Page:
Cancer Treatment Centers of America

We're available 24/7
(800) 615-3055

Chat online with us

Chat now

Other ways to contact us

Video
chat
(800) 615-3055

Have questions? Call (800) 615-3055 to speak to a cancer information specialist.
Or we can call you.

Nerve damage

Cancer and nerve damage (peripheral neuropathy)

One common neurologic complication of cancer is peripheral neuropathy. Peripheral neuropathy is a term used to describe damage to the peripheral nerves, or the nerves located outside of the brain and spinal cord (i.e., the central nervous system).

Peripheral neuropathy can be broadly categorized by the type of nerve (e.g., motor, sensory, or autonomic) that has been damaged. This condition can cause numbness, pain and/or tingling in certain areas of the body, particularly in your extremities (e.g., hands and feet). It can lead to changes in sensation, muscle function and coordination.

One way to manage peripheral neuropathy is to treat the underlying cause. For chemotherapy-induced peripheral neuropathy, most interventions are designed to improve symptoms and function. To prevent the neuropathy from worsening, your doctor may reduce your chemotherapy dosage or switch to a different drug. Your doctor may also prescribe medications to help to relieve neuropathic pain, such as analgesics and topical treatments (e.g., lidocaine patches). A nerve block (e.g., an injection of an anesthetic agent directly near a nerve) may also be used to treat pain.

Tips for coping with peripheral neuropathy

  • Work with your doctor for proper pain control.
  • Inspect the skin on your hands and feet daily for any signs of blisters, sores or cuts.
  • Use a thermometer to check that your bathwater/dishwater temperature is below 110 degrees Fahrenheit.
  • Use potholders while cooking, rubber gloves when washing dishes, and shield your fingers while cutting foods.
  • When driving, make sure you can fully feel the gas and brake pedals and steering wheel. You should be able to quickly move your foot from the gas to the brake.
  • Keep all rooms, hallways and stairways in your home well lit. Use a night light in your bedroom to light your path if you need to use the bathroom during the night.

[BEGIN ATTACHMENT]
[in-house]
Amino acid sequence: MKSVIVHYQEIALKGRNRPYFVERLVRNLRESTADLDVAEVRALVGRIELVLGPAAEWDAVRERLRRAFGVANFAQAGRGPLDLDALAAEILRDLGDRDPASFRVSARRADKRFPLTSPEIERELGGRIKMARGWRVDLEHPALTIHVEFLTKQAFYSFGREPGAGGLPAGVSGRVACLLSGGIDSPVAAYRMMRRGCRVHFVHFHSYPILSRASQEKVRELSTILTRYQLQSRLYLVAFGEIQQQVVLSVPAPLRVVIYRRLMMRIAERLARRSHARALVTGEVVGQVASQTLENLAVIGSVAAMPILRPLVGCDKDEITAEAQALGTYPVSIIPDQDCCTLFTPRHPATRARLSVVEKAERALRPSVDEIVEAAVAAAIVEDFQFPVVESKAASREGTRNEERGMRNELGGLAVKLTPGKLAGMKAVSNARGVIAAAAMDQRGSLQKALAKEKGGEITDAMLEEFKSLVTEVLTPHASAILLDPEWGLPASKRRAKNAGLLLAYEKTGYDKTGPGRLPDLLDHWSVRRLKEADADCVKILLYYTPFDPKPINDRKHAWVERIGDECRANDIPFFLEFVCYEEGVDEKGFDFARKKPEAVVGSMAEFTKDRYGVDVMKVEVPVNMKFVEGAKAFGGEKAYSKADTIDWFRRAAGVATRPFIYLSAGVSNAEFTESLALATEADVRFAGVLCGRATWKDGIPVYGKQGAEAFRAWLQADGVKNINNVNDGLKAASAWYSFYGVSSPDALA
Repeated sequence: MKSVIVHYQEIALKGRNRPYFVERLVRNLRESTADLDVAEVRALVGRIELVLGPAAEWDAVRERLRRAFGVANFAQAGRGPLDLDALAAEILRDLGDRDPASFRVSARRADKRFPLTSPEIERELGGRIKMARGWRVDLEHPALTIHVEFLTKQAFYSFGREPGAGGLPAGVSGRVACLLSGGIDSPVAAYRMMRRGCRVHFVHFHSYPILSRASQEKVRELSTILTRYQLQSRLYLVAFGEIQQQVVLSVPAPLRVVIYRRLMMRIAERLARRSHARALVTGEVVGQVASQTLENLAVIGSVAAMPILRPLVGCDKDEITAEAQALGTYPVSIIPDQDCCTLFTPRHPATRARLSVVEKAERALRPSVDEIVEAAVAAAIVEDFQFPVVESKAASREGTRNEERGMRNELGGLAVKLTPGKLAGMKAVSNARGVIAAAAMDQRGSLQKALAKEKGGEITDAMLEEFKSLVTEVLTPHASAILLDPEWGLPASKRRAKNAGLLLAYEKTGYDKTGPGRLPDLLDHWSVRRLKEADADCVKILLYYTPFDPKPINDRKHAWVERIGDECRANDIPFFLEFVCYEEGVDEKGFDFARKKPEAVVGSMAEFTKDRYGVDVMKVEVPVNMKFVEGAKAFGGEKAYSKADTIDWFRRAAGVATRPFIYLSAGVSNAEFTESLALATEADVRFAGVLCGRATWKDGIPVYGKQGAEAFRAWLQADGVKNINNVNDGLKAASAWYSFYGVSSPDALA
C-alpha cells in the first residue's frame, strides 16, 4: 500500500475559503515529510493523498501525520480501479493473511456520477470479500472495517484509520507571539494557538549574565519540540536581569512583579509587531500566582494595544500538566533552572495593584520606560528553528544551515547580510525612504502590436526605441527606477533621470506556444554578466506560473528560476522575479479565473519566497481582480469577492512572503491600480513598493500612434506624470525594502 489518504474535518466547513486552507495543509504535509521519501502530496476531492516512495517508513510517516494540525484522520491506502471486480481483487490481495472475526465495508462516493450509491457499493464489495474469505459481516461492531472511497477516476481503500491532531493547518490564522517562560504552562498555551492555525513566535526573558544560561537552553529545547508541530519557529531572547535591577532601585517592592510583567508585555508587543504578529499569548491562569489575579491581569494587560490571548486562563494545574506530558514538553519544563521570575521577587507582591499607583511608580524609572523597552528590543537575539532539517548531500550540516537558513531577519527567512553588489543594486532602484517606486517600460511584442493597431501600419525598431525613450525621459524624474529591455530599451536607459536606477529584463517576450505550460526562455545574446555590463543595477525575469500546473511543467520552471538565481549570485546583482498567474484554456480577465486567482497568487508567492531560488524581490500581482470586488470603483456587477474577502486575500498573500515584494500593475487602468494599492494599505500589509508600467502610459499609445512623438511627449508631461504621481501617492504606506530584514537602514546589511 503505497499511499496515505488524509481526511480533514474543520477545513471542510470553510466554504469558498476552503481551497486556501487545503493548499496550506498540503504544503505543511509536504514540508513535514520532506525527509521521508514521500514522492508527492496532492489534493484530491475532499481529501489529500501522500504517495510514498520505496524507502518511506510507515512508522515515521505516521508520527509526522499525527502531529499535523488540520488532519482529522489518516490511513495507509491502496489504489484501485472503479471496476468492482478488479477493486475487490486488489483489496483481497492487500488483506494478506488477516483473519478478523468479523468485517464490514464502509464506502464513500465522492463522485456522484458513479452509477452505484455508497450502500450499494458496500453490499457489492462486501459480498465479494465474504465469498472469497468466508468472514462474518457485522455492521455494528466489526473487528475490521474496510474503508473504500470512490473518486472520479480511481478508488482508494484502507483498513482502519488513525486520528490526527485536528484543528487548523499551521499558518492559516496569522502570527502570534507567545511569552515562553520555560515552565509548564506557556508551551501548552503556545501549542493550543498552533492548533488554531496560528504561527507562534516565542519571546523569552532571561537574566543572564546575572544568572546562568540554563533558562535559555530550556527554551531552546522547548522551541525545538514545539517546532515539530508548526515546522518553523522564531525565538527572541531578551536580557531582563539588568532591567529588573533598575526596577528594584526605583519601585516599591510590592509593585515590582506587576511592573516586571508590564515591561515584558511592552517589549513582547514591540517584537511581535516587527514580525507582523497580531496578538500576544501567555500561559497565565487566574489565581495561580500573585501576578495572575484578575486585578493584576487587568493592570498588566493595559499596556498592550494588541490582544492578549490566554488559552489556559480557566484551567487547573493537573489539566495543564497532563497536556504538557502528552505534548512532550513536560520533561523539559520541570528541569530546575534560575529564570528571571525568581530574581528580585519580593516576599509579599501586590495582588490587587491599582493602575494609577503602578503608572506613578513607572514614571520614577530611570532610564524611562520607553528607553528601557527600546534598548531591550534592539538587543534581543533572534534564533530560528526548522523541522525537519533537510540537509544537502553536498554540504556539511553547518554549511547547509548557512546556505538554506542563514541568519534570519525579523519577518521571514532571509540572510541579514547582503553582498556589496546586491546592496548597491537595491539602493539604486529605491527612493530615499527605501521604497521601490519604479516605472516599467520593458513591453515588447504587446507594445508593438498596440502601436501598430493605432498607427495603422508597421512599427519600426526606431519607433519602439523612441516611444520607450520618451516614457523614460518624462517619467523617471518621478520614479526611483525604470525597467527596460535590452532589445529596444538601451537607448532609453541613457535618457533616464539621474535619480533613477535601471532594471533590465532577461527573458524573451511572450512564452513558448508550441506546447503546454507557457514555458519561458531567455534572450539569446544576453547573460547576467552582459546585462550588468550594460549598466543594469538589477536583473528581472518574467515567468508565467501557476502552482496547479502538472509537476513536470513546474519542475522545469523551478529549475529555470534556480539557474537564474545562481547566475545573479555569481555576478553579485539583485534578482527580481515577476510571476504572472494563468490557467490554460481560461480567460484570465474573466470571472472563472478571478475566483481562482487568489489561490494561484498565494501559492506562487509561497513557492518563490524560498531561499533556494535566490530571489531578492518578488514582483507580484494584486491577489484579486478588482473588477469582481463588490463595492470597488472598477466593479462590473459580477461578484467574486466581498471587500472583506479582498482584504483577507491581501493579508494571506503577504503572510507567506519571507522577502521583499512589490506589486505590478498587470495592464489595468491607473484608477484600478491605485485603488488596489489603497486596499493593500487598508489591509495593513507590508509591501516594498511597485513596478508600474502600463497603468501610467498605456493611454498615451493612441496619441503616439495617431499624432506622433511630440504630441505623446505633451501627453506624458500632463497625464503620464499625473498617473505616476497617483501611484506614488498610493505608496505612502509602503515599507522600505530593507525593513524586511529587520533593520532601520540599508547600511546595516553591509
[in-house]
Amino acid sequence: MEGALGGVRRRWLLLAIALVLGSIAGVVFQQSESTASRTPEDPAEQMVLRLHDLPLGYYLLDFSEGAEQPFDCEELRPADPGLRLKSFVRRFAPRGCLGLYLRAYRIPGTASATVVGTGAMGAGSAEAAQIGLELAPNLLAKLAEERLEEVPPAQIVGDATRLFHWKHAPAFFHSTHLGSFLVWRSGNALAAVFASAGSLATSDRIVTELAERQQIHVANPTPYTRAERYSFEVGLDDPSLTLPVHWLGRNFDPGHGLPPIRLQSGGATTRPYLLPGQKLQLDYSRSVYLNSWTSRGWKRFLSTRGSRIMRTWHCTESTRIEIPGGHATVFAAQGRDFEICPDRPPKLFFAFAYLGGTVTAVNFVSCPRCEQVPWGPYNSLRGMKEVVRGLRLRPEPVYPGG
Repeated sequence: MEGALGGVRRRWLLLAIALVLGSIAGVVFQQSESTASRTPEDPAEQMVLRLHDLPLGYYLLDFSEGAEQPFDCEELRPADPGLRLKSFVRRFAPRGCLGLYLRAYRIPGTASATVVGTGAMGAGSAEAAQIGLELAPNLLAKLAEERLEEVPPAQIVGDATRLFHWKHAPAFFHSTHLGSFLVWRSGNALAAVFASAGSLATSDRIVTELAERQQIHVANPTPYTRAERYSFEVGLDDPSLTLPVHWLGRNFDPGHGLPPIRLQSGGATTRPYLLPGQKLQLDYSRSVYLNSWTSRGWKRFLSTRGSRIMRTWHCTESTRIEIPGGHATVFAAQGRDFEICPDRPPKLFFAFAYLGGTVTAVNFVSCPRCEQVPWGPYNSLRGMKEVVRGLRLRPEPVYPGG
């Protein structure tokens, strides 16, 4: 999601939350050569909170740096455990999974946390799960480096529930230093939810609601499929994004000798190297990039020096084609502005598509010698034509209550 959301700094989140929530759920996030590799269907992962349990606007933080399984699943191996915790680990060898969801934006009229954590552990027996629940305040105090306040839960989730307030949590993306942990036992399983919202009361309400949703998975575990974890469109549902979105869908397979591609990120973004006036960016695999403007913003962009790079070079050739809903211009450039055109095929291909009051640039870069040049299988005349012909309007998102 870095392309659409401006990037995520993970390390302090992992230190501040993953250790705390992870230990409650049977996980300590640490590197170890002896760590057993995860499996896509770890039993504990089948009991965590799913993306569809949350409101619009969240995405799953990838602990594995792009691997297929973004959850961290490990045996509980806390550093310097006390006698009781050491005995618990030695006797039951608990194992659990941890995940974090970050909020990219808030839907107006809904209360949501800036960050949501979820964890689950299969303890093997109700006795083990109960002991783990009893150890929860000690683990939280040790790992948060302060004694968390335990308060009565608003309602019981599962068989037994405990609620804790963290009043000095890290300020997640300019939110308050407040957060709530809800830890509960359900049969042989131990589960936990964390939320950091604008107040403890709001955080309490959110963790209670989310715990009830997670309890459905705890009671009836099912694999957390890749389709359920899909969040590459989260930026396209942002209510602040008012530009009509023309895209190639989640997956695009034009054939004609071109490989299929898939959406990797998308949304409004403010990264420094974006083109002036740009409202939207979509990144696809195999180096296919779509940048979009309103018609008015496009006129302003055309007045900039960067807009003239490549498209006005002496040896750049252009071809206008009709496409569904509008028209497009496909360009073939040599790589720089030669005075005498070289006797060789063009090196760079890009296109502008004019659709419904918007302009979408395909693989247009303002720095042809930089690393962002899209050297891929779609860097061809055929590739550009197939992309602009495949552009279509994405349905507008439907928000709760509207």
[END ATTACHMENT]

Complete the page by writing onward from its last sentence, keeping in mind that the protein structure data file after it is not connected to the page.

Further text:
• Install handrails on both sides of stairways and cover your stairs with a non-slip surface or safety treads.
  • Install grab bars in the shower or handgrips in the bathtub, and lay down skid-free mats.
  • Remove small rugs and any other clutter in your home that could cause you to fall.
  • Use lightweight, non-breakable glasses, utensils, plates and pans.
  • Use assistive devices, such as a cane or walker, orthopedic shoes, splints or braces.
  • If you have difficulty dressing, use button hooks, ring and zipper pulls, in-step supports for slippers and shoes, and cuff and collar extenders.
  • A long-handled reacher can help you retrieve items on high shelves and pick up objects that fall to the floor.
  • Maintain a healthy, well-balanced diet.
  • Get a massage, which may help to improve circulation and decrease pain.
  • Visit a rehabilitation therapist, who can help you strengthen muscles that are weak, reduce cramps and pain, and improve coordination and balance.
  • Try acupuncture, which may help to restore balance and control pain and other symptoms.
  • Share your feelings with others (e.g., family, friends, support groups).

NOTE: This information is not intended nor implied to be a substitute for professional medical advice. Always seek the advice of your physician or other qualified health provider prior to making decisions about your treatment.

Your browser (Internet Explorer 7) is out of date. Learn how to update your browser.